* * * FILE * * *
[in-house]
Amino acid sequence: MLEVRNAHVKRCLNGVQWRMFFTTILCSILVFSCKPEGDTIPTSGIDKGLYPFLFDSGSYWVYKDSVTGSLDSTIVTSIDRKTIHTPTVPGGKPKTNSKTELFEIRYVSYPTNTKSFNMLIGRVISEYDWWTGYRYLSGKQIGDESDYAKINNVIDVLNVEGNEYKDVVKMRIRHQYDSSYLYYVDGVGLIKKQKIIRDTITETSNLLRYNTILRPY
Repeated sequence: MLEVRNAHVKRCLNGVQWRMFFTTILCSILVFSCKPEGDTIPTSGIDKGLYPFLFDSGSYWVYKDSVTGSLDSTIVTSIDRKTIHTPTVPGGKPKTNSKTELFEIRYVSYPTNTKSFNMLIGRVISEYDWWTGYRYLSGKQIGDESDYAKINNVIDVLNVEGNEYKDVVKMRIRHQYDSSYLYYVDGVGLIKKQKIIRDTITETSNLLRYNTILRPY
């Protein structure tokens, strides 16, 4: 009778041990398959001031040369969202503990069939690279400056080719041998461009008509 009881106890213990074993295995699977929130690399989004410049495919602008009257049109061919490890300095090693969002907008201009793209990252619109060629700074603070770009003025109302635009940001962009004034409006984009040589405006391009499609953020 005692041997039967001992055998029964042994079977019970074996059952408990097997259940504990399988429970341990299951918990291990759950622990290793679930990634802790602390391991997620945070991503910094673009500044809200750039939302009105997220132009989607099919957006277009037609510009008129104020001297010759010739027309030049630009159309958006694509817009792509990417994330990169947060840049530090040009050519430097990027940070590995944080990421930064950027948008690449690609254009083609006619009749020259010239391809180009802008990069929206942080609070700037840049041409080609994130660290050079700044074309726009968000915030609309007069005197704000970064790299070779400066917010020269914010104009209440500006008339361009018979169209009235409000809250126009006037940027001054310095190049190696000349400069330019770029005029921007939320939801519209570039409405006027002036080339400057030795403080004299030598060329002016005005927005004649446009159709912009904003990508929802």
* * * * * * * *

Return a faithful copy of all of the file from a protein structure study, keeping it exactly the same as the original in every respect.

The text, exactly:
[in-house]
Amino acid sequence: MLEVRNAHVKRCLNGVQWRMFFTTILCSILVFSCKPEGDTIPTSGIDKGLYPFLFDSGSYWVYKDSVTGSLDSTIVTSIDRKTIHTPTVPGGKPKTNSKTELFEIRYVSYPTNTKSFNMLIGRVISEYDWWTGYRYLSGKQIGDESDYAKINNVIDVLNVEGNEYKDVVKMRIRHQYDSSYLYYVDGVGLIKKQKIIRDTITETSNLLRYNTILRPY
Repeated sequence: MLEVRNAHVKRCLNGVQWRMFFTTILCSILVFSCKPEGDTIPTSGIDKGLYPFLFDSGSYWVYKDSVTGSLDSTIVTSIDRKTIHTPTVPGGKPKTNSKTELFEIRYVSYPTNTKSFNMLIGRVISEYDWWTGYRYLSGKQIGDESDYAKINNVIDVLNVEGNEYKDVVKMRIRHQYDSSYLYYVDGVGLIKKQKIIRDTITETSNLLRYNTILRPY
């Protein structure tokens, strides 16, 4: 009778041990398959001031040369969202503990069939690279400056080719041998461009008509 009881106890213990074993295995699977929130690399989004410049495919602008009257049109061919490890300095090693969002907008201009793209990252619109060629700074603070770009003025109302635009940001962009004034409006984009040589405006391009499609953020 005692041997039967001992055998029964042994079977019970074996059952408990097997259940504990399988429970341990299951918990291990759950622990290793679930990634802790602390391991997620945070991503910094673009500044809200750039939302009105997220132009989607099919957006277009037609510009008129104020001297010759010739027309030049630009159309958006694509817009792509990417994330990169947060840049530090040009050519430097990027940070590995944080990421930064950027948008690449690609254009083609006619009749020259010239391809180009802008990069929206942080609070700037840049041409080609994130660290050079700044074309726009968000915030609309007069005197704000970064790299070779400066917010020269914010104009209440500006008339361009018979169209009235409000809250126009006037940027001054310095190049190696000349400069330019770029005029921007939320939801519209570039409405006027002036080339400057030795403080004299030598060329002016005005927005004649446009159709912009904003990508929802």